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December 18, 2014 / 26 Kislev, 5775
 
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Road to Recovery

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Dear Brocha,

I am married for 5 years and am unsure how to proceed with my husband and his behavior. Our religion incorporates alcohol throughout the year and during life cycle events. Purim, Pesach, bar mitzvahs, weddings and every Shabbos kiddush (not to mention the kiddush club) all seemingly require alcohol as an integral and necessary ingredient. For my husband, it seems like there is always a “good reason” to make a l’chayim.

My husband is truly a wonderful and caring man. He is a faithful husband and an amazing father to our two children. However, when he drinks all of the positive qualities seem to disappear and the children and I are left with an irritable, moody, and at times, a very angry person. Whenever I broach the subject of his drinking, he tells me that I am being foolish. After all, he is a good provider, helps with the children, and is sensitive to our needs. “So, what’s your issue?” he always asks. He also keeps saying that he needs “an outlet.” He doesn’t tell me how to dress, and I shouldn’t be telling him what or how to drink. He gets defensive at the mere mention of his drinking – at times even becoming enraged.

Usually, after an outburst – meaning after he sleeps it off – he becomes very apologetic, regretful and promises to stop. However, every time he picks up that schnapps bottle he once again loses all self-respect, control and willpower.

It saddens me that my children are seeing this erratic and sometimes abusive behavior. They are young, ages 4 and 6, but as soon as my husband starts yelling they run to their rooms. I myself try to stay out of his way when he drinks hoping to prevent a major confrontation. I feel as if I live my life walking on eggshells. I am at my wits end, but I still love my husband and don’t want to get divorced over this. However, I feel that I might have to give him an ultimatum: the bottle or me?

Am I being too harsh, or do I need to let him have his “outlet?”

Seeking direction

Dear Seeking direction,

I feel for your situation and the traumatic events to which you and your children are subjected. You are not alone. However, I wish to laud you for your desire to salvage your marriage and wish you much hatzlacha in seeing this through!

Unfortunately, abuse of alcohol is one of the diseases that is swept under the rug in many homes. It is the cause of financial distress, emotional issues amongst children, continued cycle of abuse, break up of marriages, and is one of the major contributing factors to the ongoing youth at-risk epidemic.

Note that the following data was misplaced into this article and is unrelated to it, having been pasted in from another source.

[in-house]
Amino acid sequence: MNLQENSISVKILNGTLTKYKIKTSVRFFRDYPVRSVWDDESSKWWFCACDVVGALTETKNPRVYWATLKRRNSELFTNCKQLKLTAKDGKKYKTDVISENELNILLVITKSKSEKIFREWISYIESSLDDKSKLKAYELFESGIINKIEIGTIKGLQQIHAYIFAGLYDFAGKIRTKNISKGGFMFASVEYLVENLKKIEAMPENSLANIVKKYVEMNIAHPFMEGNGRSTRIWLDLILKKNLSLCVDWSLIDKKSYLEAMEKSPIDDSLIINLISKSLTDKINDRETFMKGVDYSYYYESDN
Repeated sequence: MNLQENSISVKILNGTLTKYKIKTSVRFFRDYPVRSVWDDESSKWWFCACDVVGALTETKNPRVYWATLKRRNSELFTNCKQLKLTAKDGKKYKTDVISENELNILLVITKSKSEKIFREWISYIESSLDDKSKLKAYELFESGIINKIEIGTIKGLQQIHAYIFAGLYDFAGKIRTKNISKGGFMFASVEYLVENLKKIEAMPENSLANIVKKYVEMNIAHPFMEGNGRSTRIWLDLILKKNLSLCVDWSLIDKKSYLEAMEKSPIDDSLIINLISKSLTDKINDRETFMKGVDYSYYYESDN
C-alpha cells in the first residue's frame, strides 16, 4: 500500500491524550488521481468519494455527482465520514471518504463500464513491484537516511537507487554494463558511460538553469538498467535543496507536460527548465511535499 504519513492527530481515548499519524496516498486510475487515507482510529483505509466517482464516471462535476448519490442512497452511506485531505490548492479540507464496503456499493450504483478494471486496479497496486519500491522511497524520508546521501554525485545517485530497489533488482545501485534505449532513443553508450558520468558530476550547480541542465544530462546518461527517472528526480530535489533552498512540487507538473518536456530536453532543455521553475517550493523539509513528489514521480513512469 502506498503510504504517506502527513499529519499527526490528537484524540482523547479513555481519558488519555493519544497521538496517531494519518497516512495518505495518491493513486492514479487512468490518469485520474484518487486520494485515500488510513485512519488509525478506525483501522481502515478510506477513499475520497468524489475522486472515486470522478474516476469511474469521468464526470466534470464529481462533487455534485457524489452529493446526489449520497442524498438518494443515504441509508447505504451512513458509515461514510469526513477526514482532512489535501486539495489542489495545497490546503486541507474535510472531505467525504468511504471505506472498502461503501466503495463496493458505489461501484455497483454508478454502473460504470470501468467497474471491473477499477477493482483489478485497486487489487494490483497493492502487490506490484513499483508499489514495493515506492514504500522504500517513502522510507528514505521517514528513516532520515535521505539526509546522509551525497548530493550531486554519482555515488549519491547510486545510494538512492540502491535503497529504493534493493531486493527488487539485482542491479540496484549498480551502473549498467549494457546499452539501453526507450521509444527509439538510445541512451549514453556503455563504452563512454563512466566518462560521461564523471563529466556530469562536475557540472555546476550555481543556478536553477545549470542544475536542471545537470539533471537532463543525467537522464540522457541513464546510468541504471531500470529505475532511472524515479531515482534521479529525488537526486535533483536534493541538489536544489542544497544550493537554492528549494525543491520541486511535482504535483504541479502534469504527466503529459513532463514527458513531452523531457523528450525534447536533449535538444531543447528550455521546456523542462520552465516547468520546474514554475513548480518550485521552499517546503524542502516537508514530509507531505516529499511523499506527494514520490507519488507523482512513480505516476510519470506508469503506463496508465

The following is a list of symptoms of alcoholism, issued by the Mayo clinic:

Being unable to limit the amount of alcohol you drink. Feeling a strong need or compulsion to drink. Developing tolerance to alcohol so that you need an increasing amounts to feel its effects. Having legal problems or problems with relationships, employment or finances due to drinking. Drinking alone or in secret. Experiencing physical withdrawal symptoms — such as nausea, sweating and shaking — when you don’t drink. Not remembering conversations or commitments, sometimes referred to as “blacking out.” Making a ritual of having drinks at certain times and becoming annoyed when this ritual is disturbed or questioned. Losing interest in activities and hobbies that used to bring you pleasure. Irritability when your usual drinking time nears, especially if alcohol isn’t available. Keeping alcohol in unlikely places at home, at work or in your car. Gulping drinks, ordering doubles, becoming intoxicated intentionally to feel good or drinking to feel “normal.”

Alcoholism is a disease. One of the difficulties in recognizing alcoholism as such is that it simply doesn’t appear like one. At the onset, it doesn’t have recognizable physical manifestations, can occur unannounced and “under wraps”, and it certainly doesn’t act like a disease. To make matters worse, the abuser generally denies its existence and resists treatment.

Alcoholism has been recognized for many years by professional medical organizations as a primary, chronic, progressive and sometimes fatal disease. While the National Council on Alcoholism and Drug Dependence offers a detailed and complete definition of alcoholism, the simplest way to describe it would be as “a mental obsession that triggers a physical compulsion to use.” The rage, and what ensues when one uses, is a result of the compulsion to drink. In order to curb the rage and alleviate the mental anguish you are dealing with, the disease itself must be treated.

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